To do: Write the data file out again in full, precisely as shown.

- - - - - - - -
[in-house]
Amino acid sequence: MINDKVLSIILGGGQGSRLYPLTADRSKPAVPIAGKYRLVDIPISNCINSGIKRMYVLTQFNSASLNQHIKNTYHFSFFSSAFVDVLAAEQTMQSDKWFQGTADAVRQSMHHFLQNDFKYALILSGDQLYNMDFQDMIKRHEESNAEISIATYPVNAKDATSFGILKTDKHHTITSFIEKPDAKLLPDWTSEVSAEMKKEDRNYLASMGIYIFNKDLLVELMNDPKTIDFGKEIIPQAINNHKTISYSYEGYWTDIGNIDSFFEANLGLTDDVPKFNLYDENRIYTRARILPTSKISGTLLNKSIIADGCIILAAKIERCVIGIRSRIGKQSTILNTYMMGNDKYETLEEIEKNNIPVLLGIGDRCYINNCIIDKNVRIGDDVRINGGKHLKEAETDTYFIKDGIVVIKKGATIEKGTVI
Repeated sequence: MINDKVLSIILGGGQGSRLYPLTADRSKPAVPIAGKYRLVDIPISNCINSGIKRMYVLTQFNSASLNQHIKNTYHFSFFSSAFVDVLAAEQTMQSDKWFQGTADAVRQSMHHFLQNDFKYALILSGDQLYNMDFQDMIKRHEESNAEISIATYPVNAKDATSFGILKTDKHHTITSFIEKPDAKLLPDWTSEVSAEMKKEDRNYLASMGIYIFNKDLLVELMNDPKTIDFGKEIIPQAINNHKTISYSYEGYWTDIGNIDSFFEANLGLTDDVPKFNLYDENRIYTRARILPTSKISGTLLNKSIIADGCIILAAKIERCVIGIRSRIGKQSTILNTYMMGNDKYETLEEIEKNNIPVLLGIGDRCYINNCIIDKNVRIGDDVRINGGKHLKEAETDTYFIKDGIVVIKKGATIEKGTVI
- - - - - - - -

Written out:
[in-house]
Amino acid sequence: MINDKVLSIILGGGQGSRLYPLTADRSKPAVPIAGKYRLVDIPISNCINSGIKRMYVLTQFNSASLNQHIKNTYHFSFFSSAFVDVLAAEQTMQSDKWFQGTADAVRQSMHHFLQNDFKYALILSGDQLYNMDFQDMIKRHEESNAEISIATYPVNAKDATSFGILKTDKHHTITSFIEKPDAKLLPDWTSEVSAEMKKEDRNYLASMGIYIFNKDLLVELMNDPKTIDFGKEIIPQAINNHKTISYSYEGYWTDIGNIDSFFEANLGLTDDVPKFNLYDENRIYTRARILPTSKISGTLLNKSIIADGCIILAAKIERCVIGIRSRIGKQSTILNTYMMGNDKYETLEEIEKNNIPVLLGIGDRCYINNCIIDKNVRIGDDVRINGGKHLKEAETDTYFIKDGIVVIKKGATIEKGTVI
Repeated sequence: MINDKVLSIILGGGQGSRLYPLTADRSKPAVPIAGKYRLVDIPISNCINSGIKRMYVLTQFNSASLNQHIKNTYHFSFFSSAFVDVLAAEQTMQSDKWFQGTADAVRQSMHHFLQNDFKYALILSGDQLYNMDFQDMIKRHEESNAEISIATYPVNAKDATSFGILKTDKHHTITSFIEKPDAKLLPDWTSEVSAEMKKEDRNYLASMGIYIFNKDLLVELMNDPKTIDFGKEIIPQAINNHKTISYSYEGYWTDIGNIDSFFEANLGLTDDVPKFNLYDENRIYTRARILPTSKISGTLLNKSIIADGCIILAAKIERCVIGIRSRIGKQSTILNTYMMGNDKYETLEEIEKNNIPVLLGIGDRCYINNCIIDKNVRIGDDVRINGGKHLKEAETDTYFIKDGIVVIKKGATIEKGTVI